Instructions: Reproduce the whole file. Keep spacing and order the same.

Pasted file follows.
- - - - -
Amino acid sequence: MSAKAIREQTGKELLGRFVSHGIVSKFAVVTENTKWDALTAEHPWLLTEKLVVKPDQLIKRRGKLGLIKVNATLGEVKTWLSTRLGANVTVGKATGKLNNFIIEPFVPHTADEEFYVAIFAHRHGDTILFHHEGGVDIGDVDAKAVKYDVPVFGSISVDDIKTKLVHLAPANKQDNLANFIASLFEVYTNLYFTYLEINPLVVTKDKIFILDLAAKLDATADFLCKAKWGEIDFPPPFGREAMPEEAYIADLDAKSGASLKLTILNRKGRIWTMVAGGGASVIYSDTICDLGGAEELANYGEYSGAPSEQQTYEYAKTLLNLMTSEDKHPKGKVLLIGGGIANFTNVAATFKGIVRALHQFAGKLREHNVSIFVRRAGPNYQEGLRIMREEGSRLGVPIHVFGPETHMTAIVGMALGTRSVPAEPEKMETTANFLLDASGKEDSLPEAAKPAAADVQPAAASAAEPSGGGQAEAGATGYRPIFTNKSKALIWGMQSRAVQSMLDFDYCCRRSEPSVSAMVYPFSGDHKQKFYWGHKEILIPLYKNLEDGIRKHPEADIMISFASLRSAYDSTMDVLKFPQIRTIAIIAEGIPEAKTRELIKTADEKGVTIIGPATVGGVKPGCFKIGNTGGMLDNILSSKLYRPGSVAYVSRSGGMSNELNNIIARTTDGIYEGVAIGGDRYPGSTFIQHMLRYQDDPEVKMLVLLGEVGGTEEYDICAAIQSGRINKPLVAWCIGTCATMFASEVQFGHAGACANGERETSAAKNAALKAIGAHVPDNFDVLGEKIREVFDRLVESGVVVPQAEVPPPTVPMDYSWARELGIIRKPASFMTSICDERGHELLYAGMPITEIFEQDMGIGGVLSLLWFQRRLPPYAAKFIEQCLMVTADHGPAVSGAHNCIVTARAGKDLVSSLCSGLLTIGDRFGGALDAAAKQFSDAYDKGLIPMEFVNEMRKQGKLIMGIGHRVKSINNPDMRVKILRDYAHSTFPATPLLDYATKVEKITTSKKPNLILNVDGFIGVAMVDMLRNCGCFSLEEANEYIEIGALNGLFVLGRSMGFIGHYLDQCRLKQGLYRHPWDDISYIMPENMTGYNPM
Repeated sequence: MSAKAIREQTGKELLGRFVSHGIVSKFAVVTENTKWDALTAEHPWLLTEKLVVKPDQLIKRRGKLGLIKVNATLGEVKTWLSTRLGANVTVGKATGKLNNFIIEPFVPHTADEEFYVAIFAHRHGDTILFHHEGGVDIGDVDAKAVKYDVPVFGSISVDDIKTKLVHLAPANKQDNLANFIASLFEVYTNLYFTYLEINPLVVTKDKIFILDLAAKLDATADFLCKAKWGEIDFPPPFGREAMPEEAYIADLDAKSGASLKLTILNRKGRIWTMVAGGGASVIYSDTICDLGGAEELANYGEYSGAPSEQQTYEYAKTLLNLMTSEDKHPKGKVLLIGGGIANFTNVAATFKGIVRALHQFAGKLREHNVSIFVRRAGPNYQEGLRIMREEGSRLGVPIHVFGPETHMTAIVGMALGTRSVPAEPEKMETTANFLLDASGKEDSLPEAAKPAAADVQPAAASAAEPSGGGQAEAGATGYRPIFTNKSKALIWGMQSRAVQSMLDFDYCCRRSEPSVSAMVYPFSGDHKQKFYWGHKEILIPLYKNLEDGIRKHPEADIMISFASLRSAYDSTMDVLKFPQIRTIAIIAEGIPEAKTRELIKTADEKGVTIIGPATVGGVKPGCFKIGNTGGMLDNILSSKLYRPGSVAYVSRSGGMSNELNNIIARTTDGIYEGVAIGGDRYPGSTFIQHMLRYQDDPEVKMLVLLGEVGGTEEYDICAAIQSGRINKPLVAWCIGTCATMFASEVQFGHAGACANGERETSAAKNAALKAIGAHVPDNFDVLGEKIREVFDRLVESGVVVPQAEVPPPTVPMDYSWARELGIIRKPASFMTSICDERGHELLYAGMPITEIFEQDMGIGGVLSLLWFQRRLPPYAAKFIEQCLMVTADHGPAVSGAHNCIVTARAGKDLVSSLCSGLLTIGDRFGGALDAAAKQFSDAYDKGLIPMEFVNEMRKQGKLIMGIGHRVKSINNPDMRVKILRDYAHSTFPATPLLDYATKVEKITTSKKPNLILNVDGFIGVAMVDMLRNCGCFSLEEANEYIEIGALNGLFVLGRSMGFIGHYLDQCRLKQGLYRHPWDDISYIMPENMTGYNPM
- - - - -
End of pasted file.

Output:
Amino acid sequence: MSAKAIREQTGKELLGRFVSHGIVSKFAVVTENTKWDALTAEHPWLLTEKLVVKPDQLIKRRGKLGLIKVNATLGEVKTWLSTRLGANVTVGKATGKLNNFIIEPFVPHTADEEFYVAIFAHRHGDTILFHHEGGVDIGDVDAKAVKYDVPVFGSISVDDIKTKLVHLAPANKQDNLANFIASLFEVYTNLYFTYLEINPLVVTKDKIFILDLAAKLDATADFLCKAKWGEIDFPPPFGREAMPEEAYIADLDAKSGASLKLTILNRKGRIWTMVAGGGASVIYSDTICDLGGAEELANYGEYSGAPSEQQTYEYAKTLLNLMTSEDKHPKGKVLLIGGGIANFTNVAATFKGIVRALHQFAGKLREHNVSIFVRRAGPNYQEGLRIMREEGSRLGVPIHVFGPETHMTAIVGMALGTRSVPAEPEKMETTANFLLDASGKEDSLPEAAKPAAADVQPAAASAAEPSGGGQAEAGATGYRPIFTNKSKALIWGMQSRAVQSMLDFDYCCRRSEPSVSAMVYPFSGDHKQKFYWGHKEILIPLYKNLEDGIRKHPEADIMISFASLRSAYDSTMDVLKFPQIRTIAIIAEGIPEAKTRELIKTADEKGVTIIGPATVGGVKPGCFKIGNTGGMLDNILSSKLYRPGSVAYVSRSGGMSNELNNIIARTTDGIYEGVAIGGDRYPGSTFIQHMLRYQDDPEVKMLVLLGEVGGTEEYDICAAIQSGRINKPLVAWCIGTCATMFASEVQFGHAGACANGERETSAAKNAALKAIGAHVPDNFDVLGEKIREVFDRLVESGVVVPQAEVPPPTVPMDYSWARELGIIRKPASFMTSICDERGHELLYAGMPITEIFEQDMGIGGVLSLLWFQRRLPPYAAKFIEQCLMVTADHGPAVSGAHNCIVTARAGKDLVSSLCSGLLTIGDRFGGALDAAAKQFSDAYDKGLIPMEFVNEMRKQGKLIMGIGHRVKSINNPDMRVKILRDYAHSTFPATPLLDYATKVEKITTSKKPNLILNVDGFIGVAMVDMLRNCGCFSLEEANEYIEIGALNGLFVLGRSMGFIGHYLDQCRLKQGLYRHPWDDISYIMPENMTGYNPM
Repeated sequence: MSAKAIREQTGKELLGRFVSHGIVSKFAVVTENTKWDALTAEHPWLLTEKLVVKPDQLIKRRGKLGLIKVNATLGEVKTWLSTRLGANVTVGKATGKLNNFIIEPFVPHTADEEFYVAIFAHRHGDTILFHHEGGVDIGDVDAKAVKYDVPVFGSISVDDIKTKLVHLAPANKQDNLANFIASLFEVYTNLYFTYLEINPLVVTKDKIFILDLAAKLDATADFLCKAKWGEIDFPPPFGREAMPEEAYIADLDAKSGASLKLTILNRKGRIWTMVAGGGASVIYSDTICDLGGAEELANYGEYSGAPSEQQTYEYAKTLLNLMTSEDKHPKGKVLLIGGGIANFTNVAATFKGIVRALHQFAGKLREHNVSIFVRRAGPNYQEGLRIMREEGSRLGVPIHVFGPETHMTAIVGMALGTRSVPAEPEKMETTANFLLDASGKEDSLPEAAKPAAADVQPAAASAAEPSGGGQAEAGATGYRPIFTNKSKALIWGMQSRAVQSMLDFDYCCRRSEPSVSAMVYPFSGDHKQKFYWGHKEILIPLYKNLEDGIRKHPEADIMISFASLRSAYDSTMDVLKFPQIRTIAIIAEGIPEAKTRELIKTADEKGVTIIGPATVGGVKPGCFKIGNTGGMLDNILSSKLYRPGSVAYVSRSGGMSNELNNIIARTTDGIYEGVAIGGDRYPGSTFIQHMLRYQDDPEVKMLVLLGEVGGTEEYDICAAIQSGRINKPLVAWCIGTCATMFASEVQFGHAGACANGERETSAAKNAALKAIGAHVPDNFDVLGEKIREVFDRLVESGVVVPQAEVPPPTVPMDYSWARELGIIRKPASFMTSICDERGHELLYAGMPITEIFEQDMGIGGVLSLLWFQRRLPPYAAKFIEQCLMVTADHGPAVSGAHNCIVTARAGKDLVSSLCSGLLTIGDRFGGALDAAAKQFSDAYDKGLIPMEFVNEMRKQGKLIMGIGHRVKSINNPDMRVKILRDYAHSTFPATPLLDYATKVEKITTSKKPNLILNVDGFIGVAMVDMLRNCGCFSLEEANEYIEIGALNGLFVLGRSMGFIGHYLDQCRLKQGLYRHPWDDISYIMPENMTGYNPM